Of course, the programming software is essential, because if you can shave fractions of seconds out of a single part, then when you multiply that by part volumes (we’re talking 100,000+ units), even the most modest of time savings can quickly stack up to greater productivity. Also, the complex nature of these types of machines, particularly when you consider some have 11 or more axis of movement, means you need some bullet proof coding tools.

Updates for this release are the introduction of 5 axis operations. There’s also greater integration with PowerMill, allowing you to switch data from PartMaker to PowerMill to work on very complex operations, then integrate those operations back in PartMaker. While the origins of the Swiss lathe lies in the Swiss watch making industry, the machines have been adopted across many industries sectors, from aerospace to medical, so while the term lathe may give you an impression of axisymmetric parts, almost anything can be machined as long as it can fit within the bar size.

FeatureCAM

FeatureCAM is another of Delcam’s recently acquisition that’s become more integrated into the product portfolio. Alongside PowerMill and PartMaker, it may seem redundant that Delcam has another part programming tool, but each has it’s own areas of speciality and concentration – and as such, there’s different language and terminology for each. To give you an idea of what FeatureCAM is about is about firstly formalising your knowledge and best practice in terms of machining operations variables (speeds, feeds, step-over etc), cutter preferences and such. It’s then about providing a knowledge-based environment in which you can generate part programs very quickly indeed. It does this by recognising features within your parts (as such, it’s inherently most suited to prismatic parts) then generating operations to create those features. The feature-based nature of the system also gives a better environment for CAD/CAM integration, as the system can reload updated geometry, find which boundaries have changes, which features have shifted, been added or removed, then update the program accordingly.

Where the benefits can be gained with multi-threading support

It’s important to note two things, the background processing does not require multi-core workstations. The other relates to working on multiple jobs at one time. As default, PowerMill allows two sessions. In previous releases, this allowed you to open two jobs you’re working on and run them both in parallel. But the background processing tool uses one of those session licenses. So, while you can queue up multiple calculation tasks, you’re not going to be able to run two sessions without an additional license. If you have networked flex licenses, this shouldn’t be a problem, but if you’re running a standalone workstation and often use two sessions, you might run into difficulties.

PowerMill 2010

While these new tools are going to the PowerMill 10 release, Delcam aren’t done for PowerMill for this year. PowerMil 2010 will be another major release later this year, with redesigned forms and dlalogs giving you access to operation variables in a much quicker way without switching dialogs. There will be new roughing operations that will avoid thiun slithers of material, which is something those of you using insert-based cutter will know is a problem (the slithers can rip the inserts straight out and these things ain’t cheap). Corner Clearance when roughing is going to be improved and will removes materials left in corners in successive layers – it’s similar to trochoidial roughing, but works across more operations.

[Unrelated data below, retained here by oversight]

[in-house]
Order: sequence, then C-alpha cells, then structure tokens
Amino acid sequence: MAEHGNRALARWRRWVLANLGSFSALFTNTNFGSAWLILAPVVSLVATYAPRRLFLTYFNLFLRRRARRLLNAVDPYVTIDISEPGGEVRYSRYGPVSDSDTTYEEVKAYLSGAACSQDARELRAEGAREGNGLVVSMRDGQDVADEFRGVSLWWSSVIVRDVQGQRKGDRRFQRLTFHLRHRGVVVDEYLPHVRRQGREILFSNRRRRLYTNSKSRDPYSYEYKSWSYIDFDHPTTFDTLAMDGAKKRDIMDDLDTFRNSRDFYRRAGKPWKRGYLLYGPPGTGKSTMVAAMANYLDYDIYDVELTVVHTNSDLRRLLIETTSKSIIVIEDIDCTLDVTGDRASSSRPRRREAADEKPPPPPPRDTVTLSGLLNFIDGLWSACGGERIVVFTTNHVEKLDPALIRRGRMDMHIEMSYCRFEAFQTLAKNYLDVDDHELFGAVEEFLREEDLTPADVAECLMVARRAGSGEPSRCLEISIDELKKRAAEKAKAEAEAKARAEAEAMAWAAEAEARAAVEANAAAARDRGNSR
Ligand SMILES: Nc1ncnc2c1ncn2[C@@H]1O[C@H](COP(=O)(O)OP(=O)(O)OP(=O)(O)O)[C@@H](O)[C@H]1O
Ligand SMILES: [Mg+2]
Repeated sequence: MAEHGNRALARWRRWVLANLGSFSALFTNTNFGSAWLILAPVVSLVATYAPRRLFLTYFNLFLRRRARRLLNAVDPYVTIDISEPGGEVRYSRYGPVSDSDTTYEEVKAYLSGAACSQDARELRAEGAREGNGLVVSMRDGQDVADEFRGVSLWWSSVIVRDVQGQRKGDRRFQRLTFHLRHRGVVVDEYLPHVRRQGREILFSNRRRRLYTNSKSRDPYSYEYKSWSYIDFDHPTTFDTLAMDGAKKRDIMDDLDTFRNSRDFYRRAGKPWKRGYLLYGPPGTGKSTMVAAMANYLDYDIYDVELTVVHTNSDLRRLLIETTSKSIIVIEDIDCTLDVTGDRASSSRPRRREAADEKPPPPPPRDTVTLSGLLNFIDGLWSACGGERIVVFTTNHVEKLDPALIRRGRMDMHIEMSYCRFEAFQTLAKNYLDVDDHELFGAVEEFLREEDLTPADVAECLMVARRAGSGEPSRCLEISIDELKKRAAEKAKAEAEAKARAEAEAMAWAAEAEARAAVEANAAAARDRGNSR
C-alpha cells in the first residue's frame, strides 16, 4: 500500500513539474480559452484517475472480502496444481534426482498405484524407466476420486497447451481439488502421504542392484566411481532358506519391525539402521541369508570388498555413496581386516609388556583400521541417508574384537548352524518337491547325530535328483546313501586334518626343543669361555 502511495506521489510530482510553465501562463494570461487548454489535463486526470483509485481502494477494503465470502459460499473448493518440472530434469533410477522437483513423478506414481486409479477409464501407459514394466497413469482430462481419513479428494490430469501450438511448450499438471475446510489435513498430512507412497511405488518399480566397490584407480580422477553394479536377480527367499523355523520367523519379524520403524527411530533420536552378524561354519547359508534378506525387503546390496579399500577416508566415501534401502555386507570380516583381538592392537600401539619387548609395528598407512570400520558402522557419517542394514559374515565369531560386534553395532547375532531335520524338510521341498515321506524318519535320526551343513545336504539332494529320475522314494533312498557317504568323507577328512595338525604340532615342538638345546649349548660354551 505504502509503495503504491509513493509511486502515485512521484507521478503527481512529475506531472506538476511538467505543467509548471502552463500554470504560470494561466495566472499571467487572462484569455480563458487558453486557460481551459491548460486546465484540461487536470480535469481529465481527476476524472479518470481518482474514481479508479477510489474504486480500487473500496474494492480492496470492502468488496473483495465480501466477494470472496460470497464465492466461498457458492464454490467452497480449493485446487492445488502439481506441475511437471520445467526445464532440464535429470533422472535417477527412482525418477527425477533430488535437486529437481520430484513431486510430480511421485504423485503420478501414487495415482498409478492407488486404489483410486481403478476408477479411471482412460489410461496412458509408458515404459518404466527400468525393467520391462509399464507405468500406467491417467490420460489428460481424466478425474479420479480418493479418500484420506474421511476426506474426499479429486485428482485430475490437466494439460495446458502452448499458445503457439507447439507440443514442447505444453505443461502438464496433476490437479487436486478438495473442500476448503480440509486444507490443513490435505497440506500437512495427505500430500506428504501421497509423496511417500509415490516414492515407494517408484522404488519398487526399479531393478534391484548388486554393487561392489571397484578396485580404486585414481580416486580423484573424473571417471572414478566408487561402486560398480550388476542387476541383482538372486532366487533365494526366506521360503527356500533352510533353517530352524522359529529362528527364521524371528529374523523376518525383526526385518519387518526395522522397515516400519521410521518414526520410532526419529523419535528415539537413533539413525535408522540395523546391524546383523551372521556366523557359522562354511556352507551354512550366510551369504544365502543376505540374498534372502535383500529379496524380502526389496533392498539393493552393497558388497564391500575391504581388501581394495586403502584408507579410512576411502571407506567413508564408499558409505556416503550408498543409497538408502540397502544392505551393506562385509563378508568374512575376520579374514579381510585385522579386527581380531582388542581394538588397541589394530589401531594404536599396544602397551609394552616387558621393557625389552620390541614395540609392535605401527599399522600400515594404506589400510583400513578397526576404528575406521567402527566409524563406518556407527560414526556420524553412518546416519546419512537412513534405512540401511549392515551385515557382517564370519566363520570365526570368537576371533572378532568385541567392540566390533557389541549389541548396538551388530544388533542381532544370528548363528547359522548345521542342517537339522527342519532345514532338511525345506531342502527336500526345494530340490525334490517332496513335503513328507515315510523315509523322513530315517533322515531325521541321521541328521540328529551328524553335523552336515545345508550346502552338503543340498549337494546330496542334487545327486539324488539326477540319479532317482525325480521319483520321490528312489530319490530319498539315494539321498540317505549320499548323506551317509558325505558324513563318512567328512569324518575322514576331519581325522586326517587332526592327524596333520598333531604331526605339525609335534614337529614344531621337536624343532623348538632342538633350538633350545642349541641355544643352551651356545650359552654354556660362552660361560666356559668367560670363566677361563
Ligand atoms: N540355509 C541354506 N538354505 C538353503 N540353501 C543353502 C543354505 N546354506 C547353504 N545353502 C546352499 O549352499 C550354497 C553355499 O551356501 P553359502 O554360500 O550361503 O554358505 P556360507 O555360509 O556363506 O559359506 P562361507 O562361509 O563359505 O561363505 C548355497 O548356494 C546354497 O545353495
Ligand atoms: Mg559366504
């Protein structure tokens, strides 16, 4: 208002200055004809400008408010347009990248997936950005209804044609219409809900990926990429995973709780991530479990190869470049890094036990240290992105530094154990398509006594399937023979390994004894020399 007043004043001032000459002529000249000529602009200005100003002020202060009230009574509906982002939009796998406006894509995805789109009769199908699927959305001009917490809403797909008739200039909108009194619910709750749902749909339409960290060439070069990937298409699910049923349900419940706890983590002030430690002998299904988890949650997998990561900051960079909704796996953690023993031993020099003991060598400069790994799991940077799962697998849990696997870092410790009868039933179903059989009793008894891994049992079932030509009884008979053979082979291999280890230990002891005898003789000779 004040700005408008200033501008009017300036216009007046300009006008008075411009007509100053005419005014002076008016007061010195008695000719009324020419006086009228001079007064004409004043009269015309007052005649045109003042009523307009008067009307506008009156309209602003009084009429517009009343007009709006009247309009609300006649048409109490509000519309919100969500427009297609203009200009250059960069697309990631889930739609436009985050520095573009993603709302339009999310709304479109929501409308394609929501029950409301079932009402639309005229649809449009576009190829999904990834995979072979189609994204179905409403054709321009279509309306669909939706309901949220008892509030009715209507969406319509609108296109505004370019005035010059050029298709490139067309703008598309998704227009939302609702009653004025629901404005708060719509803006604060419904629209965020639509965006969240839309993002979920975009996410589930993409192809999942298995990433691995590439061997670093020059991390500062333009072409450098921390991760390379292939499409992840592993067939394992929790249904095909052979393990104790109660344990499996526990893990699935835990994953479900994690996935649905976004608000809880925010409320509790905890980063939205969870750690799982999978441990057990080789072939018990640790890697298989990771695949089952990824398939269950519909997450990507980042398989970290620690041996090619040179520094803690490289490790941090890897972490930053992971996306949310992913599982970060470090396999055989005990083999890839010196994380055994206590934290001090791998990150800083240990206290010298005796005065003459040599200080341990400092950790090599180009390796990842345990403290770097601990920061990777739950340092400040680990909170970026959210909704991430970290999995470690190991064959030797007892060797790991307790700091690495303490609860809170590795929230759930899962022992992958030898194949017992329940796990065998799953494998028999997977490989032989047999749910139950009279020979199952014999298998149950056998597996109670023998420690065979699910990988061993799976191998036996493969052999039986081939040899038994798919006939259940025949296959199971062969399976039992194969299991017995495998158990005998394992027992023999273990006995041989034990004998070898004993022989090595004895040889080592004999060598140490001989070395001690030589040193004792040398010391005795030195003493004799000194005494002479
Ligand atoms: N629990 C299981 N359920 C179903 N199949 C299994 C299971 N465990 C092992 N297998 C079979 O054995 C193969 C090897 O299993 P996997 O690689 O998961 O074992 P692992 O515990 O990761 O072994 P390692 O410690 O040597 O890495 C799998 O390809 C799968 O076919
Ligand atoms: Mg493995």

The last two major updates are a new smoothing algorithm which can be applied across a whole toolpath, adding arcs across all areas of a toolpath to create a seemless toolpath – previously, the addition of arc was reserved for corners – and should give you a much better surface finish. Finally, the new Tool Holder Profile tools can help you to find the most appropriate toolholder for your machining task. This is done by finding the minimum profile that can safely fit into every area of the part across all of the tool-paths. It then gives you that information when you’re working on tool holder selection(by means of a graphical representation), allowing you to find the best holder for the job and to make adjustments to other settings (such as overhang) to get the best results.

Oh and there’s also new tools for assist with collision avoidance in 5 axis operations. While it’s not a new feature per-se, it’s been optimised to give you a much smoother tool-path and machine movement (previous releases could give you quite harsh machine movements).

Delcam PartMaker

This is another company that Delcam acquired a few years ago. PartMaker is predominately used to program both swiss lathes and turn mill applications. For those unfamiliar with Swiss Lathes, they’re typically used to create smaller parts using sliding stock and multiple spindles. The combination of constant feed and moving material and the multiple spindles means that you can highly compress and optimise your operations (synchronising between the two machining spindles) and build parts at a very high rate.